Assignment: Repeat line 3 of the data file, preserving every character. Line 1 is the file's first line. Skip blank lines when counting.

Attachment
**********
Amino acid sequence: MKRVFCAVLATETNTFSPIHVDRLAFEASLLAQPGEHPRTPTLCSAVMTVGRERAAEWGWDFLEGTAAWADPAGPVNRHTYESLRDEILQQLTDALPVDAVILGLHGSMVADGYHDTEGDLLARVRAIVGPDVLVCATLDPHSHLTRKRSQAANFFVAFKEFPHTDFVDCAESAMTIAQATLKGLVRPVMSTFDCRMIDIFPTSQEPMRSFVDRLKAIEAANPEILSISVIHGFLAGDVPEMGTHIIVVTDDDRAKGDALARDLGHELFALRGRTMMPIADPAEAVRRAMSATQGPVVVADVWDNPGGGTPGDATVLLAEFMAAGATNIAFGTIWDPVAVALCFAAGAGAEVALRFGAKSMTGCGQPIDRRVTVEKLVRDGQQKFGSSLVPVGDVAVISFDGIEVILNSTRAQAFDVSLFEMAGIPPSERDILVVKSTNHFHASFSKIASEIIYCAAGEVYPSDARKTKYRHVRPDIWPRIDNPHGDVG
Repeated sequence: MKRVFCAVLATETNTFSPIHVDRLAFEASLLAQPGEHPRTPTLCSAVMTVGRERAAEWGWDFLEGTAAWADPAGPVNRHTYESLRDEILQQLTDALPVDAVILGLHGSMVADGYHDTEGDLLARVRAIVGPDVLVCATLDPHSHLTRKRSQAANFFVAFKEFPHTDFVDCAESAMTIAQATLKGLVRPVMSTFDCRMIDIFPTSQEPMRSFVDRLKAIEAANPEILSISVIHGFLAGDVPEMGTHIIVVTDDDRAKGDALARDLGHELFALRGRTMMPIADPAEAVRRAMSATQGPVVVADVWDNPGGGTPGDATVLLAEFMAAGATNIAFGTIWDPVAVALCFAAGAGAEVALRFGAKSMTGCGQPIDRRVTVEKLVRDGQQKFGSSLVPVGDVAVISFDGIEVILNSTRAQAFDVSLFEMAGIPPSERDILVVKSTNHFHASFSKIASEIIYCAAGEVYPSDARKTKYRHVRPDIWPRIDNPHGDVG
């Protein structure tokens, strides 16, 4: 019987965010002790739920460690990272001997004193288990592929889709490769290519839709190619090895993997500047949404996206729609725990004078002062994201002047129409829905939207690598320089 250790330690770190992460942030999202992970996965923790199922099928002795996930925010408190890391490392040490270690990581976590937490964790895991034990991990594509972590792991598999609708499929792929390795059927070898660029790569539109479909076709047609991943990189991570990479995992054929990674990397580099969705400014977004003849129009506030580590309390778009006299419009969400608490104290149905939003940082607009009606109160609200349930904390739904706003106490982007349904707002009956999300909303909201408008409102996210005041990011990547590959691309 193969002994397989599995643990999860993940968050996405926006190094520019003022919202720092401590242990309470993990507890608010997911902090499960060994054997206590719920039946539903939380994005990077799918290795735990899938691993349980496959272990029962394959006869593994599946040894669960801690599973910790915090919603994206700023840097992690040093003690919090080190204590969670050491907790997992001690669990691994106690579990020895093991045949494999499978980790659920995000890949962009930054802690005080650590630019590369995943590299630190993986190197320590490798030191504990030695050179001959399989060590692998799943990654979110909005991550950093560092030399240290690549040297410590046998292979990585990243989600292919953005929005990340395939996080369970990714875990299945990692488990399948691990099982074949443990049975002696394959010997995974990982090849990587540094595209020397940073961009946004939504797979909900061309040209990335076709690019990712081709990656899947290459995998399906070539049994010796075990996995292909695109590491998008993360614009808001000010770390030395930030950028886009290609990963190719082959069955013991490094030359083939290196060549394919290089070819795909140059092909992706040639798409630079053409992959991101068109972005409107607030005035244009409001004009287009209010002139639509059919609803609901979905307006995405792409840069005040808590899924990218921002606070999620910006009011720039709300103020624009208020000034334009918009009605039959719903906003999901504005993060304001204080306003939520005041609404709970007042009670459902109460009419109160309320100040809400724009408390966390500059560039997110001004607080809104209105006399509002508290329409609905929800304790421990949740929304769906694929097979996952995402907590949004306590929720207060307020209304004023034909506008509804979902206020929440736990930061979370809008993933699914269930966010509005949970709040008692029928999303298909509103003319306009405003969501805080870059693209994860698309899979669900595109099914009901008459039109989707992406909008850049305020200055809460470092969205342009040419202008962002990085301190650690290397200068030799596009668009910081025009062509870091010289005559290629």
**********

């Protein structure tokens, strides 16, 4: 019987965010002790739920460690990272001997004193288990592929889709490769290519839709190619090895993997500047949404996206729609725990004078002062994201002047129409829905939207690598320089 250790330690770190992460942030999202992970996965923790199922099928002795996930925010408190890391490392040490270690990581976590937490964790895991034990991990594509972590792991598999609708499929792929390795059927070898660029790569539109479909076709047609991943990189991570990479995992054929990674990397580099969705400014977004003849129009506030580590309390778009006299419009969400608490104290149905939003940082607009009606109160609200349930904390739904706003106490982007349904707002009956999300909303909201408008409102996210005041990011990547590959691309 193969002994397989599995643990999860993940968050996405926006190094520019003022919202720092401590242990309470993990507890608010997911902090499960060994054997206590719920039946539903939380994005990077799918290795735990899938691993349980496959272990029962394959006869593994599946040894669960801690599973910790915090919603994206700023840097992690040093003690919090080190204590969670050491907790997992001690669990691994106690579990020895093991045949494999499978980790659920995000890949962009930054802690005080650590630019590369995943590299630190993986190197320590490798030191504990030695050179001959399989060590692998799943990654979110909005991550950093560092030399240290690549040297410590046998292979990585990243989600292919953005929005990340395939996080369970990714875990299945990692488990399948691990099982074949443990049975002696394959010997995974990982090849990587540094595209020397940073961009946004939504797979909900061309040209990335076709690019990712081709990656899947290459995998399906070539049994010796075990996995292909695109590491998008993360614009808001000010770390030395930030950028886009290609990963190719082959069955013991490094030359083939290196060549394919290089070819795909140059092909992706040639798409630079053409992959991101068109972005409107607030005035244009409001004009287009209010002139639509059919609803609901979905307006995405792409840069005040808590899924990218921002606070999620910006009011720039709300103020624009208020000034334009918009009605039959719903906003999901504005993060304001204080306003939520005041609404709970007042009670459902109460009419109160309320100040809400724009408390966390500059560039997110001004607080809104209105006399509002508290329409609905929800304790421990949740929304769906694929097979996952995402907590949004306590929720207060307020209304004023034909506008509804979902206020929440736990930061979370809008993933699914269930966010509005949970709040008692029928999303298909509103003319306009405003969501805080870059693209994860698309899979669900595109099914009901008459039109989707992406909008850049305020200055809460470092969205342009040419202008962002990085301190650690290397200068030799596009668009910081025009062509870091010289005559290629």